import backtype.storm.utils.Utils;

@SuppressWarnings("serial")
public class TwitterSampleSpout extends BaseRichSpout {
   SpoutOutputCollector _collector;
   LinkedBlockingQueue<Status> queue = null;
   TwitterStream _twitterStream;
		
   String consumerKey;
   String consumerSecret;
   String accessToken;
   String accessTokenSecret;
   String[] keyWords;
		
   public TwitterSampleSpout(String consumerKey, String consumerSecret,
      String accessToken, String accessTokenSecret, String[] keyWords) {
         this.consumerKey = consumerKey;
         this.consumerSecret = consumerSecret;
         this.accessToken = accessToken;
         this.accessTokenSecret = accessTokenSecret;
         this.keyWords = keyWords;
   }
		
   public TwitterSampleSpout() {
      // TODO Auto-generated constructor stub
   }
		
   @Override
   public void open(Map conf, TopologyContext context,
      SpoutOutputCollector collector) {
         queue = new LinkedBlockingQueue<Status>(1000);
         _collector = collector;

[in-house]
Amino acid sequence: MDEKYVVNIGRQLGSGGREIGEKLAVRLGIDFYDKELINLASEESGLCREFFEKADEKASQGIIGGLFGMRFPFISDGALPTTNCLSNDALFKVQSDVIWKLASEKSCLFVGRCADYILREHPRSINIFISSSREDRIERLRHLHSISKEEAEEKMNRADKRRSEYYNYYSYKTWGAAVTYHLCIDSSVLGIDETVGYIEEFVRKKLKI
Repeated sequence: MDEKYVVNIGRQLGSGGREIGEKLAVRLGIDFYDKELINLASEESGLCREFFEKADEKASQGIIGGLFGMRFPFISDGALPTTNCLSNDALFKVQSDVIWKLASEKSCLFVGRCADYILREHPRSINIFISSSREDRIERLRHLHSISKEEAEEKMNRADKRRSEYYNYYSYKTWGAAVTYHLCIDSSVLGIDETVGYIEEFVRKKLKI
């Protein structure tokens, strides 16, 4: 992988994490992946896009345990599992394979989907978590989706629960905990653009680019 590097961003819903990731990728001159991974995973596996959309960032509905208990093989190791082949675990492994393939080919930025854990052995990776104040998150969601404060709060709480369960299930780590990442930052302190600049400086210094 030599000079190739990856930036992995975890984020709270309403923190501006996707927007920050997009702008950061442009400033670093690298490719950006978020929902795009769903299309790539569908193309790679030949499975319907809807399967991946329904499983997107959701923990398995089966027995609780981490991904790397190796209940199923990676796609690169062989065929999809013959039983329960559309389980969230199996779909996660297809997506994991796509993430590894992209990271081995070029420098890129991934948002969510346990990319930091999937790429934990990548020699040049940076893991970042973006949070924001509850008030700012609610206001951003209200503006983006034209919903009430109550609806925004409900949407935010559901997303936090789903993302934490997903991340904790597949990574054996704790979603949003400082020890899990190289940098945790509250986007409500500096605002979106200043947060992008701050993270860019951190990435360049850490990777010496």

StatusListener listener = new StatusListener() {
            @Override
            public void onStatus(Status status) {
               queue.offer(status);
            }
					
            @Override
            public void onDeletionNotice(StatusDeletionNotice sdn) {}
					
            @Override
            public void onTrackLimitationNotice(int i) {}
					
            @Override
            public void onScrubGeo(long l, long l1) {}
					
            @Override
            public void onException(Exception ex) {}
					
            @Override
            public void onStallWarning(StallWarning arg0) {
               // TODO Auto-generated method stub
            }
         };
				
         ConfigurationBuilder cb = new ConfigurationBuilder();
				
         cb.setDebugEnabled(true)
            .setOAuthConsumerKey(consumerKey)
            .setOAuthConsumerSecret(consumerSecret)
            .setOAuthAccessToken(accessToken)
            .setOAuthAccessTokenSecret(accessTokenSecret);
					
         _twitterStream = new TwitterStreamFactory(cb.build()).getInstance();
         _twitterStream.addListener(listener);
				
         if (keyWords.length == 0) {
            _twitterStream.sample();
         }else {
            FilterQuery query = new FilterQuery().track(keyWords);